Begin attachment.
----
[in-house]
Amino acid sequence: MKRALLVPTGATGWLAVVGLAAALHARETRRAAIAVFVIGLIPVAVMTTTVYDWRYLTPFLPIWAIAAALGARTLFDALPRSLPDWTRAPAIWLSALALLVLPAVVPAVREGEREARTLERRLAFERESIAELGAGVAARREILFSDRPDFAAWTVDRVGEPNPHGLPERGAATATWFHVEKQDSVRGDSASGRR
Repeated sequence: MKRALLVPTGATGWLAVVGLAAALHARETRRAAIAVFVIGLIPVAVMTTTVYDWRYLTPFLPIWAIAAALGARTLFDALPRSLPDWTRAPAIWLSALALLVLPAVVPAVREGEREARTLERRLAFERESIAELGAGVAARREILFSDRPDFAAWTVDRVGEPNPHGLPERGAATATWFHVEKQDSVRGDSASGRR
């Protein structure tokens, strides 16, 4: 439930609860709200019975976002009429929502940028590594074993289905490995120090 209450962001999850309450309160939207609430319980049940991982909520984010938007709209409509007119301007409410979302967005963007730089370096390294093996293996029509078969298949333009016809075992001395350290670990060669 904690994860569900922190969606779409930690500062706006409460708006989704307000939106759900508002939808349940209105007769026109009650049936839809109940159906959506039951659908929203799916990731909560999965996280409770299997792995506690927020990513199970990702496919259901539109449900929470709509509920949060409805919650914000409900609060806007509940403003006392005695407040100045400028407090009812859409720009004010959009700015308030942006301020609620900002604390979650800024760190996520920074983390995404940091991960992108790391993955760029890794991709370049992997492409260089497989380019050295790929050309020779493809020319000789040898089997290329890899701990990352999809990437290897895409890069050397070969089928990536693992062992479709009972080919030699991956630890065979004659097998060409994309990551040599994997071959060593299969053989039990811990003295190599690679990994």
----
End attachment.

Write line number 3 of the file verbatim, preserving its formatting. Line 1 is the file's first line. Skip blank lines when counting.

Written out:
Repeated sequence: MKRALLVPTGATGWLAVVGLAAALHARETRRAAIAVFVIGLIPVAVMTTTVYDWRYLTPFLPIWAIAAALGARTLFDALPRSLPDWTRAPAIWLSALALLVLPAVVPAVREGEREARTLERRLAFERESIAELGAGVAARREILFSDRPDFAAWTVDRVGEPNPHGLPERGAATATWFHVEKQDSVRGDSASGRR